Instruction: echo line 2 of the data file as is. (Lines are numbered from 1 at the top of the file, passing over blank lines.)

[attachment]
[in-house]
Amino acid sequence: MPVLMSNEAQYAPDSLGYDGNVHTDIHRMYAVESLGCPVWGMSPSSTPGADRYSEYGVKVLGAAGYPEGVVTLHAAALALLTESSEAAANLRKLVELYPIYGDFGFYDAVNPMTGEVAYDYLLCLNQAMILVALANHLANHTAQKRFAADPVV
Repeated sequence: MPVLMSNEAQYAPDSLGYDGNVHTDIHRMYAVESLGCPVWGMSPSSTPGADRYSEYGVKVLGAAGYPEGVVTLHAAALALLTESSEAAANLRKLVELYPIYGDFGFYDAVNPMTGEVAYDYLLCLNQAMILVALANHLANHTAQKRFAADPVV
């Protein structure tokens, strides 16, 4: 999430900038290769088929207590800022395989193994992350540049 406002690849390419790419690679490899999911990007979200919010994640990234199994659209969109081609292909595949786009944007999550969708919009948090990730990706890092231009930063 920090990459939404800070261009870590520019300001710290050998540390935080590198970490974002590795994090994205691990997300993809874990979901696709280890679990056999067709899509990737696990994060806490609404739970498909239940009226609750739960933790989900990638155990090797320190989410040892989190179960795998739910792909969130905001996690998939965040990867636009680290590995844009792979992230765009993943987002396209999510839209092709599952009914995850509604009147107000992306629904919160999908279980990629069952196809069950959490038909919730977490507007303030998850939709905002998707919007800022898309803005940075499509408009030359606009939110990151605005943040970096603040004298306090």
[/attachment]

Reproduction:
Amino acid sequence: MPVLMSNEAQYAPDSLGYDGNVHTDIHRMYAVESLGCPVWGMSPSSTPGADRYSEYGVKVLGAAGYPEGVVTLHAAALALLTESSEAAANLRKLVELYPIYGDFGFYDAVNPMTGEVAYDYLLCLNQAMILVALANHLANHTAQKRFAADPVV